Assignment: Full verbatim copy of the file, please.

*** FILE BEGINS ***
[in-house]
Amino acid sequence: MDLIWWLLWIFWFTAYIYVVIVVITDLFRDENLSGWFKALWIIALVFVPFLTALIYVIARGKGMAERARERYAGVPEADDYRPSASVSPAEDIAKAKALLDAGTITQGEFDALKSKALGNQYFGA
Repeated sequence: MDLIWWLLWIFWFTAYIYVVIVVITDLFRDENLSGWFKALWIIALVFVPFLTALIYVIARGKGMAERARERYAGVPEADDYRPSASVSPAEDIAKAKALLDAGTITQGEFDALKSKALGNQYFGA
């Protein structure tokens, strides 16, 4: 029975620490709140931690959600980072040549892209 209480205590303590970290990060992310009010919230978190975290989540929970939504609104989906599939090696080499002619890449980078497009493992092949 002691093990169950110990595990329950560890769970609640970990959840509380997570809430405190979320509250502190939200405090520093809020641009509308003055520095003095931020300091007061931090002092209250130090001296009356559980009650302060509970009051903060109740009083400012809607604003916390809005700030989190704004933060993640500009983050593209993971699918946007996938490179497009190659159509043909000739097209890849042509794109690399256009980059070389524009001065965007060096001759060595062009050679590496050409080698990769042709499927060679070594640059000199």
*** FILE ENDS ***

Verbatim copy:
[in-house]
Amino acid sequence: MDLIWWLLWIFWFTAYIYVVIVVITDLFRDENLSGWFKALWIIALVFVPFLTALIYVIARGKGMAERARERYAGVPEADDYRPSASVSPAEDIAKAKALLDAGTITQGEFDALKSKALGNQYFGA
Repeated sequence: MDLIWWLLWIFWFTAYIYVVIVVITDLFRDENLSGWFKALWIIALVFVPFLTALIYVIARGKGMAERARERYAGVPEADDYRPSASVSPAEDIAKAKALLDAGTITQGEFDALKSKALGNQYFGA
């Protein structure tokens, strides 16, 4: 029975620490709140931690959600980072040549892209 209480205590303590970290990060992310009010919230978190975290989540929970939504609104989906599939090696080499002619890449980078497009493992092949 002691093990169950110990595990329950560890769970609640970990959840509380997570809430405190979320509250502190939200405090520093809020641009509308003055520095003095931020300091007061931090002092209250130090001296009356559980009650302060509970009051903060109740009083400012809607604003916390809005700030989190704004933060993640500009983050593209993971699918946007996938490179497009190659159509043909000739097209890849042509794109690399256009980059070389524009001065965007060096001759060595062009050679590496050409080698990769042709499927060679070594640059000199």